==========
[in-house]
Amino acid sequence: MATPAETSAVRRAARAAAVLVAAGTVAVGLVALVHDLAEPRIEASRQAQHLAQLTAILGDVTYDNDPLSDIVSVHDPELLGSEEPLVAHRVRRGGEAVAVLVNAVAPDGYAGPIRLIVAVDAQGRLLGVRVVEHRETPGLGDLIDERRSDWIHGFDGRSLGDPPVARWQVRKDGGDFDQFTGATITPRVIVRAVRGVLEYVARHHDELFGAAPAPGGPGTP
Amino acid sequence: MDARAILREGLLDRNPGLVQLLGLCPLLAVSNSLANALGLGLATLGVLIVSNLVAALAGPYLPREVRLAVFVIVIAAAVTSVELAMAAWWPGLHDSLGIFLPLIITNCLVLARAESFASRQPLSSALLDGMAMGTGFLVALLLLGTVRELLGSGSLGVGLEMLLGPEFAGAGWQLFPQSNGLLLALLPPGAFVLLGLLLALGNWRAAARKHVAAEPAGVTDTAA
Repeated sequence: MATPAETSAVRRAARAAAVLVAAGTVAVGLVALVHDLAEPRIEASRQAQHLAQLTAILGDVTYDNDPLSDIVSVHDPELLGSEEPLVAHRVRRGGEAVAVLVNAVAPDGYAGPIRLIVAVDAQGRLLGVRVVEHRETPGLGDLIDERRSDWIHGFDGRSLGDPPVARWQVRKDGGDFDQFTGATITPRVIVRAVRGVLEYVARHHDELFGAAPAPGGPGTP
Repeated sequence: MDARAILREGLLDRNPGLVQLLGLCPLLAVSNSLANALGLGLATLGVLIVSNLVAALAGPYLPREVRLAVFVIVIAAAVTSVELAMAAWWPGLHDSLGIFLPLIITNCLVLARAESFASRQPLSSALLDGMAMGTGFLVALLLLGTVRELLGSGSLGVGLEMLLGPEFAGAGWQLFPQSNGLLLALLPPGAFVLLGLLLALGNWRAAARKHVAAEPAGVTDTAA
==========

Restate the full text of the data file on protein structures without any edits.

[in-house]
Amino acid sequence: MATPAETSAVRRAARAAAVLVAAGTVAVGLVALVHDLAEPRIEASRQAQHLAQLTAILGDVTYDNDPLSDIVSVHDPELLGSEEPLVAHRVRRGGEAVAVLVNAVAPDGYAGPIRLIVAVDAQGRLLGVRVVEHRETPGLGDLIDERRSDWIHGFDGRSLGDPPVARWQVRKDGGDFDQFTGATITPRVIVRAVRGVLEYVARHHDELFGAAPAPGGPGTP
Amino acid sequence: MDARAILREGLLDRNPGLVQLLGLCPLLAVSNSLANALGLGLATLGVLIVSNLVAALAGPYLPREVRLAVFVIVIAAAVTSVELAMAAWWPGLHDSLGIFLPLIITNCLVLARAESFASRQPLSSALLDGMAMGTGFLVALLLLGTVRELLGSGSLGVGLEMLLGPEFAGAGWQLFPQSNGLLLALLPPGAFVLLGLLLALGNWRAAARKHVAAEPAGVTDTAA
Repeated sequence: MATPAETSAVRRAARAAAVLVAAGTVAVGLVALVHDLAEPRIEASRQAQHLAQLTAILGDVTYDNDPLSDIVSVHDPELLGSEEPLVAHRVRRGGEAVAVLVNAVAPDGYAGPIRLIVAVDAQGRLLGVRVVEHRETPGLGDLIDERRSDWIHGFDGRSLGDPPVARWQVRKDGGDFDQFTGATITPRVIVRAVRGVLEYVARHHDELFGAAPAPGGPGTP
Repeated sequence: MDARAILREGLLDRNPGLVQLLGLCPLLAVSNSLANALGLGLATLGVLIVSNLVAALAGPYLPREVRLAVFVIVIAAAVTSVELAMAAWWPGLHDSLGIFLPLIITNCLVLARAESFASRQPLSSALLDGMAMGTGFLVALLLLGTVRELLGSGSLGVGLEMLLGPEFAGAGWQLFPQSNGLLLALLPPGAFVLLGLLLALGNWRAAARKHVAAEPAGVTDTAA